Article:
kexodusc
10-01-2004, 09:10 AM
Kex
Have no problem if someone wants to use a sub as a form of tone control where you jack up the response of a bass frequency. If that's what one wishes to do it is not much different than wanting to jack up the response at 4khz or 20khz. .

Tone Control??? Who said anything about Tone control???...No, what I'm saying is that despite stats and measurements, even the great AN E's aren't omnipotent...they have limitations, a good subwoofer compliments them, it doesn't boost frequencies. I honestly believe the AN E's strongest attribute is it's ability to reproduce life-like midrange frequencies...it does this very, very well...better than it reproduces bass, which it also does well. There's a point where a sub could take over, say, around 35-40 Hz and provide the same level of performance in the bottom octave as the higher octaves.

Yes the AN E's have good, usuable bass. Better than my Studio 40's no doubt....I think even better than my floorstanders. They sound really good. With a properly set sub, they AN E's can sound even better...



My comments on instruments are about low to high integration.

Good, glad you brought this up. It's a proven fact that there are limitations when you put a tweeter and woofer in the same box, and then place them in any particular speaker area of a given room. The room has an effect. Audio Note can make strict guidelines and recommendations about corner placement for the best performance of it's speakers, but that does not mean a sub couldn't make them even better. Just like care is given in the speaker's crossvoer when integrating the midrange to the highs, care should be given when integrating a sub...I see too many people just stick it beside their main speaker, or beside their tv, turn it up, and go...not good.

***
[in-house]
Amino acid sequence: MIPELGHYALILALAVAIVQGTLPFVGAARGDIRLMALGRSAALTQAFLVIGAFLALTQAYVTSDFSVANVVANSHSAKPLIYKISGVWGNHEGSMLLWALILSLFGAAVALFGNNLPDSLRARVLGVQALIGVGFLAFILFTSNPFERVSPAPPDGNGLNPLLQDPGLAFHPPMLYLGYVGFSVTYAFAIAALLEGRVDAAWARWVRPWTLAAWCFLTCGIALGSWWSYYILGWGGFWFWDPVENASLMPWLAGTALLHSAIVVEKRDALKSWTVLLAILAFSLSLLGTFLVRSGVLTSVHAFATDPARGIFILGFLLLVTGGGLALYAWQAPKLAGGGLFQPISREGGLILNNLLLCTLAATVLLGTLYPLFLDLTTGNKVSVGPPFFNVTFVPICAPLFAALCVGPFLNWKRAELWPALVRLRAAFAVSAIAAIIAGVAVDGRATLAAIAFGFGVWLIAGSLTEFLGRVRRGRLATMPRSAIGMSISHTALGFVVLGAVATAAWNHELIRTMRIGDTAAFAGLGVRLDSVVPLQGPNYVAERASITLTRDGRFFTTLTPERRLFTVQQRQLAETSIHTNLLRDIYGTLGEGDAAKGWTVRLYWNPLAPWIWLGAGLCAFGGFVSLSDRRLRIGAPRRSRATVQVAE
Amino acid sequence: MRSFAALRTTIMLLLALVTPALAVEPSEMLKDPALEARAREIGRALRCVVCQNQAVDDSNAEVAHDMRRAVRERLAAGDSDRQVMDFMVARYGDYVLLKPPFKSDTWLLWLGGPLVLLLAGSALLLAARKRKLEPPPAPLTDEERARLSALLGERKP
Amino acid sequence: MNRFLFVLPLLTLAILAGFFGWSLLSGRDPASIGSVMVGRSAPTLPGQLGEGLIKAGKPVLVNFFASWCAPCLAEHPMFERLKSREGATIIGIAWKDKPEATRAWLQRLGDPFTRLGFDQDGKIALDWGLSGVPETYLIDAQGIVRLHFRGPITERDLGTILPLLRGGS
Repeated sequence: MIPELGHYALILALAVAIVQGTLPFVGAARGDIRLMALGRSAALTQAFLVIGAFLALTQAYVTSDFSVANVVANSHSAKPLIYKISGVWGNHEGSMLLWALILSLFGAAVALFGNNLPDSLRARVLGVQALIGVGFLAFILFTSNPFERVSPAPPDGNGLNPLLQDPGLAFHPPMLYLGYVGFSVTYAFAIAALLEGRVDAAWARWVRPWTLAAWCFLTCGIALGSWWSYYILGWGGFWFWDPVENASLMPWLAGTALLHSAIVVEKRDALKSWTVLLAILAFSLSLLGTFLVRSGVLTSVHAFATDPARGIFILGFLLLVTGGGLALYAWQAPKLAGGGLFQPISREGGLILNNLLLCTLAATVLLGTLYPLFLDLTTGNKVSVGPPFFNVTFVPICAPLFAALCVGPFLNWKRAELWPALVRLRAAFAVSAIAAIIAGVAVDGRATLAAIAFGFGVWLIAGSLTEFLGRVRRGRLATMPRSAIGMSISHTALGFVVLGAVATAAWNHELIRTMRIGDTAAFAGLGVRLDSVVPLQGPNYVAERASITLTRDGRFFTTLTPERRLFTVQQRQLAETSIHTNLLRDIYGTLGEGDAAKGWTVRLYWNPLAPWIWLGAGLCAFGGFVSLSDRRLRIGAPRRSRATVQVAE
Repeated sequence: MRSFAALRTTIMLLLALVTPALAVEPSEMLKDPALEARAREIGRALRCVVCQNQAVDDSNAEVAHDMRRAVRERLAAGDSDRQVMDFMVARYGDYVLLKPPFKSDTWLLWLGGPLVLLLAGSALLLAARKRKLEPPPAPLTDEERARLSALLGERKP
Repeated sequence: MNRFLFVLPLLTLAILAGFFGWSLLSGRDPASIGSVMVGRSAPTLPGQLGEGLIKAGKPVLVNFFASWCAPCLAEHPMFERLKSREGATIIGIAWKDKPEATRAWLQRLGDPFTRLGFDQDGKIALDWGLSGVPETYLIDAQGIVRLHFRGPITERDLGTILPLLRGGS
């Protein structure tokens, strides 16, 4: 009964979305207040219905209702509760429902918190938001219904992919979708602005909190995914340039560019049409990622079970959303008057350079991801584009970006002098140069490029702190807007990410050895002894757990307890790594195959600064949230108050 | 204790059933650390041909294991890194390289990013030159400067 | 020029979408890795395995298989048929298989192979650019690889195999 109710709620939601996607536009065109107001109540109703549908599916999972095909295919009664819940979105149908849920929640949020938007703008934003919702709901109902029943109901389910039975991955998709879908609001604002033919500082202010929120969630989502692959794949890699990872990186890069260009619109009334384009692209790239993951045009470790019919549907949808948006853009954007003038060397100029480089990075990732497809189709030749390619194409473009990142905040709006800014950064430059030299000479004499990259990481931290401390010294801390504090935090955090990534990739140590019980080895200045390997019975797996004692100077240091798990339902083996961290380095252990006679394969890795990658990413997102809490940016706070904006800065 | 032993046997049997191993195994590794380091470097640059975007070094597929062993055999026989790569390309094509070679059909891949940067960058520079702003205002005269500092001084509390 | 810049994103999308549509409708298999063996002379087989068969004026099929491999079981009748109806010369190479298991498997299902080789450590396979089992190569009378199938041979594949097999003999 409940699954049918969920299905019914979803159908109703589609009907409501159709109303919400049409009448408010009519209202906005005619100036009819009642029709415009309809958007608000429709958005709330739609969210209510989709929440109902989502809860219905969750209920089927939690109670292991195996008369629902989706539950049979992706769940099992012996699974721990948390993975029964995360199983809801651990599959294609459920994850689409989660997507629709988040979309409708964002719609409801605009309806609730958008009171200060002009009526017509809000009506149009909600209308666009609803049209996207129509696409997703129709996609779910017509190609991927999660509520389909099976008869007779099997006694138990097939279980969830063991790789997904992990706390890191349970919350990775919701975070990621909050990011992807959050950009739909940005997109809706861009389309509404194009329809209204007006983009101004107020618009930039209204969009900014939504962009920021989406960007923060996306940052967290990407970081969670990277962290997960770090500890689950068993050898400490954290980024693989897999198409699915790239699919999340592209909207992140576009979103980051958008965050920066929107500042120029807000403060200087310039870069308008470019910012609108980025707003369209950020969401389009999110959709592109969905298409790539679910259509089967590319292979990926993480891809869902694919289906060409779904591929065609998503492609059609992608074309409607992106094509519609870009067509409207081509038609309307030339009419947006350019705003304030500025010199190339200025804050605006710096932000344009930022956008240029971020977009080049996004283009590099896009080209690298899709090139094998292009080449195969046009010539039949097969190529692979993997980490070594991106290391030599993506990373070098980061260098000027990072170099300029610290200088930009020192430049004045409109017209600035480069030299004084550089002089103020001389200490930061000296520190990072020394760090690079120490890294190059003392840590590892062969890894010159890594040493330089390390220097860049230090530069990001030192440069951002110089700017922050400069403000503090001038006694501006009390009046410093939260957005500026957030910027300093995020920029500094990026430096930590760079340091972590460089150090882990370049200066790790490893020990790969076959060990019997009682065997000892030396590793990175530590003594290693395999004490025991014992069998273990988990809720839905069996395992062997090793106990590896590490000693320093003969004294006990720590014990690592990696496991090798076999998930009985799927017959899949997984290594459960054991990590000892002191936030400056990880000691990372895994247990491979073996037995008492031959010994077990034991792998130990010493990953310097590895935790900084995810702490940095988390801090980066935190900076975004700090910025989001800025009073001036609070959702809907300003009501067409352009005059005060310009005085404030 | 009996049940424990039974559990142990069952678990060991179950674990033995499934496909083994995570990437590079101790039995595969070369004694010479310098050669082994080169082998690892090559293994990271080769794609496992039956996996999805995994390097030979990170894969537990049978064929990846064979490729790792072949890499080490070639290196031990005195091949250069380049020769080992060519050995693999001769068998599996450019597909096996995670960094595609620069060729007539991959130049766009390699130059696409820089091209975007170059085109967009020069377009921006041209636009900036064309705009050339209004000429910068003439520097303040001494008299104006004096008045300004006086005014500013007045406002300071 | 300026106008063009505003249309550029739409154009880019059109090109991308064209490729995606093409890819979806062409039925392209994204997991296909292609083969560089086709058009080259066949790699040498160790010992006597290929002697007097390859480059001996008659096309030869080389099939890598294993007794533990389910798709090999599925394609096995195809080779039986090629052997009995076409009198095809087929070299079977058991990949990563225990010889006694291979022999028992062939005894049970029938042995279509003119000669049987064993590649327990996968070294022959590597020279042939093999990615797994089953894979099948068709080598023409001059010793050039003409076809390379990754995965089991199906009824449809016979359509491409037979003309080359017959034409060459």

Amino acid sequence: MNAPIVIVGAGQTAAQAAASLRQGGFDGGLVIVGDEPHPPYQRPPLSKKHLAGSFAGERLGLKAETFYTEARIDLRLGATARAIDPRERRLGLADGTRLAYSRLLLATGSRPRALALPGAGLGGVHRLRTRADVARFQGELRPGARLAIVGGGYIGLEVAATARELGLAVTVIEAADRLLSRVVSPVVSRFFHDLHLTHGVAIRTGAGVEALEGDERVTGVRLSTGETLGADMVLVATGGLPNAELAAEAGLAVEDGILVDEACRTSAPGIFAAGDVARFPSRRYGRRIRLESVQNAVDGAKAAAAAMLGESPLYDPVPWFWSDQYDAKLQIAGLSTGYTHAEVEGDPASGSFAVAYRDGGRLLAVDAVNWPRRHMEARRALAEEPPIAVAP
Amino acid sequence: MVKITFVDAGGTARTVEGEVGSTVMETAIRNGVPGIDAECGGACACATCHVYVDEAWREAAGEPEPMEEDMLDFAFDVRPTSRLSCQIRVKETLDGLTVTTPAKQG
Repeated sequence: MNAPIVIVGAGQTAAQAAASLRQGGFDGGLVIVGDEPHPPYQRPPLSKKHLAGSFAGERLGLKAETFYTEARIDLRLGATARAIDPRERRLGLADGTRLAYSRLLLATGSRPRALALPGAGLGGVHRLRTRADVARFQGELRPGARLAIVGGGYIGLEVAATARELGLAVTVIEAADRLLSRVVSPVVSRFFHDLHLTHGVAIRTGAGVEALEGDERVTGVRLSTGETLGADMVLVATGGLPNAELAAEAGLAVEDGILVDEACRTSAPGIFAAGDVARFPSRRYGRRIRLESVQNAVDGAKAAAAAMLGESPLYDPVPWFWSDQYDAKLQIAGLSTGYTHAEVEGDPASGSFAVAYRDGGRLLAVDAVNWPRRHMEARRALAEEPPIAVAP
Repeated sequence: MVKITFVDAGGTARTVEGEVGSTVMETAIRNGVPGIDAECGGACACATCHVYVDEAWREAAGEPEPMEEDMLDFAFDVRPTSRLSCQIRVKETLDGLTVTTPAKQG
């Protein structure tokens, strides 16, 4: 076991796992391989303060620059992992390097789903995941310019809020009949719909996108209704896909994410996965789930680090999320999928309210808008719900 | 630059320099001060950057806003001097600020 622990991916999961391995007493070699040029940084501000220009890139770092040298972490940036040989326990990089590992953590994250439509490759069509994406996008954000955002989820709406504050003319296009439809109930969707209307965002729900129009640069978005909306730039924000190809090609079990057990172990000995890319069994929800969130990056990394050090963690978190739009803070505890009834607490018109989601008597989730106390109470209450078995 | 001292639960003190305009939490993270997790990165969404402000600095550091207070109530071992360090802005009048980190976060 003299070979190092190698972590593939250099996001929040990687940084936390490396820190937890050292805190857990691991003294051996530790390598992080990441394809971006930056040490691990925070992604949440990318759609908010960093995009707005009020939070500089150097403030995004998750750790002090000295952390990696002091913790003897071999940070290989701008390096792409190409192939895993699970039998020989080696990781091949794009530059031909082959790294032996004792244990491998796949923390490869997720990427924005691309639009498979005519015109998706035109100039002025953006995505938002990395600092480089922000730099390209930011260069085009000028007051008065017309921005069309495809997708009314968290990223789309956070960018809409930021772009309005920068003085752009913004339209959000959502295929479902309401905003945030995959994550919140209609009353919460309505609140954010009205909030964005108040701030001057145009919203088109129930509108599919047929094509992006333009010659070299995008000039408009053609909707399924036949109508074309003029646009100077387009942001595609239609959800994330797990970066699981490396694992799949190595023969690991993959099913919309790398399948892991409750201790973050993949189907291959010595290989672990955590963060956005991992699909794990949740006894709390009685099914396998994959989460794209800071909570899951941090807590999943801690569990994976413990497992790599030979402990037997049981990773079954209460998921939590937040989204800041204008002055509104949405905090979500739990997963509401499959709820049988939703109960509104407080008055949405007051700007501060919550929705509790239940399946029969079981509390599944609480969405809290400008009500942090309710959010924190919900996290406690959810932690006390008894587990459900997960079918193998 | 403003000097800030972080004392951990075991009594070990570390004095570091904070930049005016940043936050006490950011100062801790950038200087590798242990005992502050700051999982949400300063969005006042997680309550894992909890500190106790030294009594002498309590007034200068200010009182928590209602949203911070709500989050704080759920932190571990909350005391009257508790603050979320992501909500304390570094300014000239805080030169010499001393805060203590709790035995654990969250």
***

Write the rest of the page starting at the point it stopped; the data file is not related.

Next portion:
As Wooch described, you'll find a woofer/mid-woofer will handle the ever important mid-range frequencies even better when relieved of the burden of the really low frequencies.



Subwoofers are not recommended for Audio Note K,J or E speakers. Peter has bought the best subs currently available on the market trying to re-work whichever is best for his E. All were fruitlesss.

Here's a challenge RGA...Are you telling me that if we could somehow take Peter's setup, and test out every subwoofer that could possibly compliment the AN E's, with proper setup, eq, etc, that it is simply not possible that any of these subs could improve the sound? Not even one?
If Peter has already reproduced Audio-Perfection, why does he still tinker? Why did he keep creating yet even more expensive versions of the E?



I'm not saying there are speakers that don't have more bass volume or bass depth - not at all. But you answered your own quesiton. If so little music plays under 40hz(don't forget overtones) then why would anyone NEED a subwoofer for music listening with say a Studio 40 - I kow I sure as hell would want a sub for almost all standmounts I've come accross that claim 40hz.